Here’s the beauty of cooking beef brisket in a Dutch oven: Just brown and set it, and you’ll soon have a complete meal full of flavor to enjoy right away — and for later. What’s more, you can turn the leftovers into three distinctly different dishes, each requiring very little time — or effort.
Leftovers, three ways
Brisket again? Yes, the meat tastes even better a day or two later. But you can also use it as a base for any of these tasty options.
Tangy sloppy joes
Cook 1 cup diced onion in 1 tablespoon safflower oil. Add 1 tablespoon tomato paste; stir 1 minute. Add 1 can (14.5 ounces) whole peeled tomatoes, pureed; 2 tablespoons each dark-brown sugar and apple-cider vinegar; 1 tablespoon Worcestershire sauce; and 1 cup water. Simmer 10 minutes. Add 2 cups shredded brisket; toss to heat through. Serve on toasted buns, with sliced red onion and cilantro.
Garlicky Italian pasta
Heat a pot over medium-high heat. Add 1/4 cup extra-virgin olive oil and 4 thinly sliced garlic cloves; cook, stirring, 1 minute. Add 4 cups spinach, 1 cup frozen peas and 2 cups shredded brisket. Cover and cook 3 minutes. Stir in warm cooked gemelli pasta and 1/2 cup grated Parmesan. Season with coarse salt, freshly ground pepper and finely grated lemon zest.
Spicy Thai-style lettuce wraps
Shave 3 medium carrots into ribbons with a peeler. Toss with 2 tablespoons each rice-wine vinegar and fresh lime juice, 1 thinly sliced Thai red chile and 1 teaspoon sugar. Season with coarse salt. Fill bibb lettuce leaves with carrot mixture, warm shredded brisket, cucumber slices, fresh basil and hoisin sauce.
An easy, delicious side dish
Crisp up extra potatoes from the initial braise: Simply heat oven to 425 degrees. Drizzle extra-virgin olive oil on a rimmed baking sheet. Arrange potatoes on top; lightly smash with your palm. Sprinkle on more oil; bake until golden.
When brisket is braised, it becomes extraordinarily juicy and tender. For a springtime spin on the classic recipe, we used a dry white wine instead of the usual heavier red.
Serves: 8 to 10
- 1 “first cut” beef brisket (5 pounds), fat trimmed to 1/4-inch thick
- Coarse salt and freshly ground pepper
- 1/4 cup extra-virgin olive oil
- 6 shallots, peeled and halved
- 5 cloves garlic, peeled
- 1/4 cup potato starch
- 1 1/2 cups dry white wine, such as sauvignon blanc
- 4 cups low-sodium chicken broth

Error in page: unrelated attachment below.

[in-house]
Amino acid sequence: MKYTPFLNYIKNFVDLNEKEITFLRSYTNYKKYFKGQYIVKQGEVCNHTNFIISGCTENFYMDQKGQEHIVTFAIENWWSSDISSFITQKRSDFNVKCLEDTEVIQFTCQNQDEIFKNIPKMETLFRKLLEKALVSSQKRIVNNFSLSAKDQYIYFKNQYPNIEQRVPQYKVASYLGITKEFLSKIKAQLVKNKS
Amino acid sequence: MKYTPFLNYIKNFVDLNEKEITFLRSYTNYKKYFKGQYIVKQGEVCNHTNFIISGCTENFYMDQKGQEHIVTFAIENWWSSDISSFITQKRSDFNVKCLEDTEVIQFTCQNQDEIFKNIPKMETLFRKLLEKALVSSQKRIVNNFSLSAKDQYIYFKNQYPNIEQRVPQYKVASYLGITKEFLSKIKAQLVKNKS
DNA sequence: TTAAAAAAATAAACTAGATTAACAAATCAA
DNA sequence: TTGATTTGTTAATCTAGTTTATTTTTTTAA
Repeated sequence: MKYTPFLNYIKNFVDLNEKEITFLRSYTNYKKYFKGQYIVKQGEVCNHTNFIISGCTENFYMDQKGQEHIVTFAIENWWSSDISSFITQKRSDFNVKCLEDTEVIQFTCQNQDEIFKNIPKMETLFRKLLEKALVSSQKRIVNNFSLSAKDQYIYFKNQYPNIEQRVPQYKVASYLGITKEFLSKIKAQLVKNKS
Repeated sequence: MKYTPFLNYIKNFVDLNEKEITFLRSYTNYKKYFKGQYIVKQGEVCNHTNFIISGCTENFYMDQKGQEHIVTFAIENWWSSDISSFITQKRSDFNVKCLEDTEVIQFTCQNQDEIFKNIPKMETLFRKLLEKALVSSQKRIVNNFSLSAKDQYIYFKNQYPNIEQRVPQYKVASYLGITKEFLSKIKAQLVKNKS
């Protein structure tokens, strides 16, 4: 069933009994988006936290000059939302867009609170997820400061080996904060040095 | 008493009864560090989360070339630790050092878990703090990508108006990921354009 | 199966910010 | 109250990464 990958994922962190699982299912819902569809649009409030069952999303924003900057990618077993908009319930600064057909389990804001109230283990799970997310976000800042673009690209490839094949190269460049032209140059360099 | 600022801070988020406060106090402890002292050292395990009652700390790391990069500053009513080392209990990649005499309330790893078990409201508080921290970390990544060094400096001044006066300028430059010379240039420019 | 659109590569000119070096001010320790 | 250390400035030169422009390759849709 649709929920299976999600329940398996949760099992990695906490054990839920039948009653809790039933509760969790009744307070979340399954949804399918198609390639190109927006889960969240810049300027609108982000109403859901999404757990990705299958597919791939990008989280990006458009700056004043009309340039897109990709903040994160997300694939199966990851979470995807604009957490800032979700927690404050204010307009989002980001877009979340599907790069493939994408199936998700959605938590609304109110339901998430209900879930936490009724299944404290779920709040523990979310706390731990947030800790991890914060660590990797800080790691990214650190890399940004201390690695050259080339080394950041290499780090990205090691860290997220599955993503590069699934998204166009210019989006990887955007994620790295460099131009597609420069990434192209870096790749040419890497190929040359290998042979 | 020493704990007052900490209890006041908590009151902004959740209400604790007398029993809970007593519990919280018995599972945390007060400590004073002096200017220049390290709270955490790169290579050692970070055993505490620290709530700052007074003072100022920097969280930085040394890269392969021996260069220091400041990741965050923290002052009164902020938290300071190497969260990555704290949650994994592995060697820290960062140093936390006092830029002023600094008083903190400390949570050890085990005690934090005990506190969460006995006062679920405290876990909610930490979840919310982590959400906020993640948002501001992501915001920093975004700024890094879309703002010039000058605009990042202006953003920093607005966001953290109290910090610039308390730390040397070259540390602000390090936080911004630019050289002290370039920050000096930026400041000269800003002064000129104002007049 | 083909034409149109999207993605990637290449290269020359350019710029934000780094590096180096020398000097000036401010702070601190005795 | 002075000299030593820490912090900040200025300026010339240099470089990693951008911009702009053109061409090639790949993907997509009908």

- 1/4 cup grainy mustard
- 3 long strips lemon zest, plus 2 tablespoons fresh lemon juice
- 6 sprigs thyme
- 1 1/2 pounds baby Yukon Gold potatoes, scrubbed clean
- 4 medium carrots, peeled and cut into 3-inch pieces
- 1 small turnip, peeled and cut into 4 wedges
1. Heat oven to 300 degrees. Generously season brisket with salt and pepper. Heat 2 tablespoons oil in a large Dutch oven over medium-high heat. Sear brisket until browned, 4 to 5 minutes a side; transfer to a plate. Drain fat from pot and discard. Reduce heat to medium; add remaining 2 tablespoons oil, shallots, garlic and potato starch and cook, stirring, 2 minutes. Stir in wine, scraping up any browned bits from bottom of pot. Add broth, mustard, zest and thyme; bring to a boil. Add meat and any accumulated juices. Cover and transfer to oven; cook 2 hours, 15 minutes.
2. Flip meat over; add vegetables. Cover and continue to cook until everything is very tender, about 45 minutes. (If you’re saving it for the next day, let cool, then cover and refrigerate overnight. Reheat, covered, in a 350-degree oven until warmed through, about 40 minutes.)
3. Transfer vegetables to a platter and meat to a cutting board; season with salt. Skim fat from liquid in pot. Stir in lemon juice; season with salt and pepper. Slice brisket against the grain and serve with vegetables and sauce.
Nutritional analysis per serving, based on 8: 718 calories, 35 grams fat, 24 grams carbohydrates, 71 grams protein, 196 milligrams cholesterol, 296 milligrams sodium, 3 grams dietary fiber, 46 percent of calories from fat.
Digital Access For Only $0.99
For the most comprehensive local coverage, subscribe today.